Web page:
From the Dean: Repatriation and the SMHS
I hope that you have had a chance to see the video that was released earlier this week that I recorded with UND President Armacost. The video, along with a letter to the community from the President, addressed the current status of our repatriation efforts involving Native American ancestors and artifacts that will be returned to their tribes and lands. The efforts of UND’s repatriation committee, officially the NAGPRA (Native American Graves Protection and Repatriation Act) Compliance Committee, have intersected directly with the SMHS, given that we have Native American faculty who serve on the Committee and since our medical and health education programs have utilized human bones and tissues for over a century. While current anatomical donations are well-documented and inventoried, SMHS still has housed remains acquired during a time when donor intent wasn’t recorded or established. As a result of the efforts of the NAGPRA Compliance Committee, we now know that these remains include at least one Native American ancestor. For this I am deeply sorry and offer my sincere apologies to the members of the Indigenous community. I and our team should have been more pro-active and acted much earlier to identify any ancestors. I can only imagine the pain and heartache related to this discovery, especially coming at this time.
We are working with the Committee to finish a complete inspection and survey of all SMHS facilities here on the Grand Forks campus as well as at our regional campus locations in Fargo, Bismarck, and Minot so that the Committee can inventory and collect all human remains used in teaching. Once this is completed, we will work with the Committee to ensure that there is both repatriation of Native American ancestors and the establishment of equivalent processes for non-Indigenous remains. We commit to no longer using human anatomical specimens in teaching or for other purposes if the intent of the donor has not clearly been established. I again apologize for our failure to act earlier and more definitively and make a solid commitment that we will return ancestors to the land where they belong and the other remains to an appropriate, respectful resting place. I also want to thank Dr. Ken Ruit who has been the SMHS’s main liaison with the NAGPRA Compliance Committee; he and his colleagues have shown remarkable sensitivity, kindness, and caring over the past weeks along with a resolute commitment to doing the right thing.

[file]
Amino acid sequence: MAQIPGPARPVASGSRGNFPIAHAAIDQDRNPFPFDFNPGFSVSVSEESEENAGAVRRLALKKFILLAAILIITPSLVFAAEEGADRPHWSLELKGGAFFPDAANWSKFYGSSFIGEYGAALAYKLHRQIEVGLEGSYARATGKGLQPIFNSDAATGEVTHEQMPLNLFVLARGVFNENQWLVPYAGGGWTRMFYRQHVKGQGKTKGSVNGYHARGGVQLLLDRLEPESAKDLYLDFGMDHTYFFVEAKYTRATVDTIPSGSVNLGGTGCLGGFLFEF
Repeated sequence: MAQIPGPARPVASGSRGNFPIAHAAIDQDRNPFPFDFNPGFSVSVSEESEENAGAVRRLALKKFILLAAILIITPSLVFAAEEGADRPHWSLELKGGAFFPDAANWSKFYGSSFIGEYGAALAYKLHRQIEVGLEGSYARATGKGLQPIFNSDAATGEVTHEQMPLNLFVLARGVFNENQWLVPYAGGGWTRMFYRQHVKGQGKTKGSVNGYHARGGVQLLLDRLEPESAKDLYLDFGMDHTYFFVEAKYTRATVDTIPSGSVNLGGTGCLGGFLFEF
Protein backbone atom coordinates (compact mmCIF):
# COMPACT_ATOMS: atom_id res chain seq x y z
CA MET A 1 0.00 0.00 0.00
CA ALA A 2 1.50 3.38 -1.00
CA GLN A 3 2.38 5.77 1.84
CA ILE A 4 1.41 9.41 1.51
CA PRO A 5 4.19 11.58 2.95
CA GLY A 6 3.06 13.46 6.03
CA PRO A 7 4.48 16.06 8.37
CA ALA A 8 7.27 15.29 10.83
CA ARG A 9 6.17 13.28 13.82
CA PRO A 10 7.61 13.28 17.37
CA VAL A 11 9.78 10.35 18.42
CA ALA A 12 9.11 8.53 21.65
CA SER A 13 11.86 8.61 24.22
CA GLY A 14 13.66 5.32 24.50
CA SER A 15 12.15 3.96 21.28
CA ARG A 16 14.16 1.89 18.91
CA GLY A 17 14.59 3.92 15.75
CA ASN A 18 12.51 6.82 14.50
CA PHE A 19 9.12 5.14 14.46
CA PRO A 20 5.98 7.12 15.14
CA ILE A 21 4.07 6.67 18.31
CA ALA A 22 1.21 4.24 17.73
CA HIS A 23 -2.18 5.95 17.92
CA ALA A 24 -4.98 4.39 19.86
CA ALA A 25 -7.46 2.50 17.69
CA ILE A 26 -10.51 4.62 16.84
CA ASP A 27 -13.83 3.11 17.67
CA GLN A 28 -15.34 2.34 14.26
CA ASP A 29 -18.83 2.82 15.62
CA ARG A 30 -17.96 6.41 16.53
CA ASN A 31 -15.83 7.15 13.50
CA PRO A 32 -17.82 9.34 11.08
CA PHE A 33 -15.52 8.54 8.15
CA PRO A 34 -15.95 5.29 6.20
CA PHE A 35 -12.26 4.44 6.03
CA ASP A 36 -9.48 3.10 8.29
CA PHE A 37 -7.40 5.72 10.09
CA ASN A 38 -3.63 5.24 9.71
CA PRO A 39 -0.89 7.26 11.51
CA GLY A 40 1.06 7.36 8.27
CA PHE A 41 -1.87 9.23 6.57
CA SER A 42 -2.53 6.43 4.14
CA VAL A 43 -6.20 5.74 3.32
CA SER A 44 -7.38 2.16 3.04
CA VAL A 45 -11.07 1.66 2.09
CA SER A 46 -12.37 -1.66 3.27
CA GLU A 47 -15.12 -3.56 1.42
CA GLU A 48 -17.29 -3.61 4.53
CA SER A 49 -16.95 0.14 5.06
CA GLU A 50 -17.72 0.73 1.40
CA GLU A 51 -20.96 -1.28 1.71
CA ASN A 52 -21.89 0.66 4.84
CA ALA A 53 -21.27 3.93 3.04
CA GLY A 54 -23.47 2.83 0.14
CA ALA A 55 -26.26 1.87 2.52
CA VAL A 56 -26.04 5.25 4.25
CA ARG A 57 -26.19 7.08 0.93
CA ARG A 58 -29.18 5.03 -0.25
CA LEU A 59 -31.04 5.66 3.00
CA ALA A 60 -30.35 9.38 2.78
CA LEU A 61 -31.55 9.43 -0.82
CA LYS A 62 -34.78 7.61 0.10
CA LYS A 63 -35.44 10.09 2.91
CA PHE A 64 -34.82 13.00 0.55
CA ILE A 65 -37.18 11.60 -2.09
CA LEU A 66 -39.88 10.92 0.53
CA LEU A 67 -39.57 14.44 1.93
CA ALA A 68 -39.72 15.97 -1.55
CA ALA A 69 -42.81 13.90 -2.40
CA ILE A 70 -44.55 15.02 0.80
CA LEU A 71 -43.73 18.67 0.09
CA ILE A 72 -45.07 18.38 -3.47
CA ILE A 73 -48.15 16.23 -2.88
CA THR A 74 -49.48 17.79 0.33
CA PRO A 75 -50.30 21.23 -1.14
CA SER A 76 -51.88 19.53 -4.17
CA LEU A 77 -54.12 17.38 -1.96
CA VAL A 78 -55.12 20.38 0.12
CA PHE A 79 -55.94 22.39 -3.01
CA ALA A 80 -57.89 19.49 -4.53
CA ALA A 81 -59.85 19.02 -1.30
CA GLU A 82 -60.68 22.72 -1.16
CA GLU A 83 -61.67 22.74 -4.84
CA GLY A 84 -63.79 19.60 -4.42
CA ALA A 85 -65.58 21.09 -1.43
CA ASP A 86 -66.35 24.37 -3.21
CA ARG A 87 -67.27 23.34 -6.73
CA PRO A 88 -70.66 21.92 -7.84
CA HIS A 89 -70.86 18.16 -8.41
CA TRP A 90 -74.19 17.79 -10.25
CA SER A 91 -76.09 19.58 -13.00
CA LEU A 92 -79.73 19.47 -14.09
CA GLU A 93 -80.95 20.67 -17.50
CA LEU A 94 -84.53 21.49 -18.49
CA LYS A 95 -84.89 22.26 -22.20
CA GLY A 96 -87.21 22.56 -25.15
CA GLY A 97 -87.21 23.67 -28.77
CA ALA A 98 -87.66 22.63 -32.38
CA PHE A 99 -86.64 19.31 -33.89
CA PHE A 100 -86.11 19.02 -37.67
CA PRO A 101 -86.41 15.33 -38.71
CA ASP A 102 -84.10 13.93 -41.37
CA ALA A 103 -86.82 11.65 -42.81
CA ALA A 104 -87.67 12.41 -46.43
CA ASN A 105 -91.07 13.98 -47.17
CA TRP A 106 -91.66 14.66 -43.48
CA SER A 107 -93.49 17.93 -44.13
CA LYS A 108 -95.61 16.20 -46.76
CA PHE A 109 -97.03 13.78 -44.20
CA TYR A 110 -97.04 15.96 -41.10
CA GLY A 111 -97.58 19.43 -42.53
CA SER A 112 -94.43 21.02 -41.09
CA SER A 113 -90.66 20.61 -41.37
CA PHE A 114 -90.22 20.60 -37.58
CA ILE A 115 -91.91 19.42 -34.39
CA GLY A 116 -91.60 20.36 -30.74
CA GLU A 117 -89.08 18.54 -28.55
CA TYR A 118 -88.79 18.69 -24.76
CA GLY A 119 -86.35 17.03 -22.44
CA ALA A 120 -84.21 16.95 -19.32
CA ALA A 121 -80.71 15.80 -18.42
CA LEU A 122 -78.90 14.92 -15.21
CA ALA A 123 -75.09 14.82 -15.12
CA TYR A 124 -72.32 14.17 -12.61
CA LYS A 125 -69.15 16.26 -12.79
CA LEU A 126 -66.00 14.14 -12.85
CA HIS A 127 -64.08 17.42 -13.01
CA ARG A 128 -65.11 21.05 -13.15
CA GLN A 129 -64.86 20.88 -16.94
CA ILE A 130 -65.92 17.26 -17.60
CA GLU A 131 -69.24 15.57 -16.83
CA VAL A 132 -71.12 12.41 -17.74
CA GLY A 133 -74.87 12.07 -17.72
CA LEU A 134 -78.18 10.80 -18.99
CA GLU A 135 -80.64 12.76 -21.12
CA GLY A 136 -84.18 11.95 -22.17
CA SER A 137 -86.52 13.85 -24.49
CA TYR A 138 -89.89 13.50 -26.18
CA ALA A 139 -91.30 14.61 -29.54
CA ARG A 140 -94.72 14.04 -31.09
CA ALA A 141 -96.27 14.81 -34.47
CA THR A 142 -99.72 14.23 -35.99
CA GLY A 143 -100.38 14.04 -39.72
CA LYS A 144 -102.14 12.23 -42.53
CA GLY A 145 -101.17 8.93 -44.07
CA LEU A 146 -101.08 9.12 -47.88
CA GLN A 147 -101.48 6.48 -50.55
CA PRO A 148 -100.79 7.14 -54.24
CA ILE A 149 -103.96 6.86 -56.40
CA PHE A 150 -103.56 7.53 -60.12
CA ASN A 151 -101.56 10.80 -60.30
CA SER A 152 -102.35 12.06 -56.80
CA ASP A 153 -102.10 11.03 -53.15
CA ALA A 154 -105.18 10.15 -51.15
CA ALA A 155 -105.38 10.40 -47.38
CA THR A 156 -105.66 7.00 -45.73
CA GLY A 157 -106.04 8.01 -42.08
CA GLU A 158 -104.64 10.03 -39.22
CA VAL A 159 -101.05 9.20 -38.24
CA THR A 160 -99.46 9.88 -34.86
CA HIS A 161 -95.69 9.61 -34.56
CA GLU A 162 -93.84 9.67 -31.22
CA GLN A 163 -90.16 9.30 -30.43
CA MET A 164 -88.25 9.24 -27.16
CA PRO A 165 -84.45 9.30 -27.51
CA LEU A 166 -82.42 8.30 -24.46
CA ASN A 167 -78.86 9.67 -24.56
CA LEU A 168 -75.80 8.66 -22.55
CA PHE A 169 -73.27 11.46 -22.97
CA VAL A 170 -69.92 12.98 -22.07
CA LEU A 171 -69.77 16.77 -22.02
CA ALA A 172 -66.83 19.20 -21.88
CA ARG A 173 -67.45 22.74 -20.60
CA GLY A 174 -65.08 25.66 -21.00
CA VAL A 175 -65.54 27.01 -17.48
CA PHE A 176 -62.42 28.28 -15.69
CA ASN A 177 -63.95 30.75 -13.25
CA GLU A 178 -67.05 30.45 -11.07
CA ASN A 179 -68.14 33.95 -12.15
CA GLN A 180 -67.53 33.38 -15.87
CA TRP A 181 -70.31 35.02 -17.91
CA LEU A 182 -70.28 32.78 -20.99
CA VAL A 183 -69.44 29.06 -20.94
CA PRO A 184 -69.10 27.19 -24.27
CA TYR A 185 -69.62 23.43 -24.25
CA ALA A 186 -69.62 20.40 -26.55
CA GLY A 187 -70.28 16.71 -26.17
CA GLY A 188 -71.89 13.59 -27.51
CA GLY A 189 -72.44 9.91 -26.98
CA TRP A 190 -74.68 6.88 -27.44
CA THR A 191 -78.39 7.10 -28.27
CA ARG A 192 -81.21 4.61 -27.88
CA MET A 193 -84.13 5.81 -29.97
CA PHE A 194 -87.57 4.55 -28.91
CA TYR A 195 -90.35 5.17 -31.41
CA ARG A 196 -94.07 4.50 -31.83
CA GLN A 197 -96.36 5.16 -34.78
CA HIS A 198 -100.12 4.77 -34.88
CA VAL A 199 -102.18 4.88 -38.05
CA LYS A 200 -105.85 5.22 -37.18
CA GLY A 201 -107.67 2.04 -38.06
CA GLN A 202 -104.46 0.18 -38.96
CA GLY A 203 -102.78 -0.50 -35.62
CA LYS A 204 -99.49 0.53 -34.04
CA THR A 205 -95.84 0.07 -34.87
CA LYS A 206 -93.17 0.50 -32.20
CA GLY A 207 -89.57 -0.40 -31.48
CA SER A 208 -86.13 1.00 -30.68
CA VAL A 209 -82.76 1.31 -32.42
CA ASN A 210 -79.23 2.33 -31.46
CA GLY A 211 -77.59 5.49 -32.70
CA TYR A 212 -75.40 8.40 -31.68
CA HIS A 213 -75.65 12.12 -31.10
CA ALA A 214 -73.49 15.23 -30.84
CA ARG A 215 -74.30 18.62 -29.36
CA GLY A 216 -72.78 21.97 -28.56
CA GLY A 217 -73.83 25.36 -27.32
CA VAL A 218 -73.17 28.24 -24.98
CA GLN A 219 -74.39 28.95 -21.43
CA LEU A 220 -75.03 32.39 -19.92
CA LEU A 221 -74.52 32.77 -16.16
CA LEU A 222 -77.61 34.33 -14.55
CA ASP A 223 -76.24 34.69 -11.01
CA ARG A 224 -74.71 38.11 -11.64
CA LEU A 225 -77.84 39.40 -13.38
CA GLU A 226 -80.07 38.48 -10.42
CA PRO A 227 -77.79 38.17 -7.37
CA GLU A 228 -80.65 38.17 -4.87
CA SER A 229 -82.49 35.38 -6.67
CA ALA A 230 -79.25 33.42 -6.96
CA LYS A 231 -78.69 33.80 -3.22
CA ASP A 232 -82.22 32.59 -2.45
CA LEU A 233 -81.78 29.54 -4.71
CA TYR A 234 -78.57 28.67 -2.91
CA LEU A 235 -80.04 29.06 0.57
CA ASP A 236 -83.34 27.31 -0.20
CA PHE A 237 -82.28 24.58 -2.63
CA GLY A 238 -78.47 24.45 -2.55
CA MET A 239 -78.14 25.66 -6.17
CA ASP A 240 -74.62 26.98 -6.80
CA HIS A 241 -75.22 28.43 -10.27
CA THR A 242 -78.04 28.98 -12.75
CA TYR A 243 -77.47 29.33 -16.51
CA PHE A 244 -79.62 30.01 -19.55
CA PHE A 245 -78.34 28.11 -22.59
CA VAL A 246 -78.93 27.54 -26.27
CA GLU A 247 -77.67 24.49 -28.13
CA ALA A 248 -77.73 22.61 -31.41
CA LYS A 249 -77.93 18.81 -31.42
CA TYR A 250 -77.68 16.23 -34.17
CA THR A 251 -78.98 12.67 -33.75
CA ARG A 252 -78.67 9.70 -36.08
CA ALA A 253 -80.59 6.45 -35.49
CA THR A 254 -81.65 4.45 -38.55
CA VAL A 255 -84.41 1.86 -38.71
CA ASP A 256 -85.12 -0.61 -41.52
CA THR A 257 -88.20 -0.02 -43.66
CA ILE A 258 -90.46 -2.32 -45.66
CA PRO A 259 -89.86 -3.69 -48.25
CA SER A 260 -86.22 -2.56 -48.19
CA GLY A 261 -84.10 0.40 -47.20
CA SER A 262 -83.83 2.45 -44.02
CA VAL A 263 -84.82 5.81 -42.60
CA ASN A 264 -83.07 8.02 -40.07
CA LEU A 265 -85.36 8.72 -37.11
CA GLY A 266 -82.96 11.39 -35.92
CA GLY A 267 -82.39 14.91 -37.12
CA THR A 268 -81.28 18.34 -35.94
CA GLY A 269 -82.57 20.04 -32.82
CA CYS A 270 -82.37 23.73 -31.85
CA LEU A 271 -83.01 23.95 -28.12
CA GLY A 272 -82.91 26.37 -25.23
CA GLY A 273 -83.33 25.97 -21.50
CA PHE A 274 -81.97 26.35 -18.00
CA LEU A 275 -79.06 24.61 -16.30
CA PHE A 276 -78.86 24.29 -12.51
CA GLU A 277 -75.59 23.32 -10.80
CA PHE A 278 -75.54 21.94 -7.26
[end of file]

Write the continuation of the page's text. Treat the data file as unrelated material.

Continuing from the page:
These findings may undermine the trust that has been established between the SMHS and Native American communities and peoples, but we are strongly committed to restoring that trust, bringing the ancestors home, and continuing to build on SMHS’s and UND’s support of the American Indian community through initiatives like the Indians Into Medicine (INMED) program and the recently inaugurated Department of Indigenous Health and associated doctoral program in Indigenous Health. Likewise, we recently received additional funds from the National Institutes of Health (NIH) for our own IDeA Networks of Biomedical Research Excellence (INBRE) program. INBRE programs are NIH-based projects that, among other goals, provide outreach activities to students at undergraduate institutions, community colleges, and tribal colleges participating in a state’s network.
We plan to do even more in the future to build on this framework as we demonstrate with actions our commitment to do better moving forward.
The long-standing and important relationship between the University/SMHS and the Indigenous people whose ancestors first inhabited this land is reflected in UND’s land acknowledgement statement. We pledge to continue building upon these relations and hope to rise to this challenging and painful occasion alongside UND in an effort to right a wrong that has gone on far too long.
Joshua Wynne, MD, MBA, MPH
Vice President for Health Affairs, UND
Dean, UND School of Medicine & Health Sciences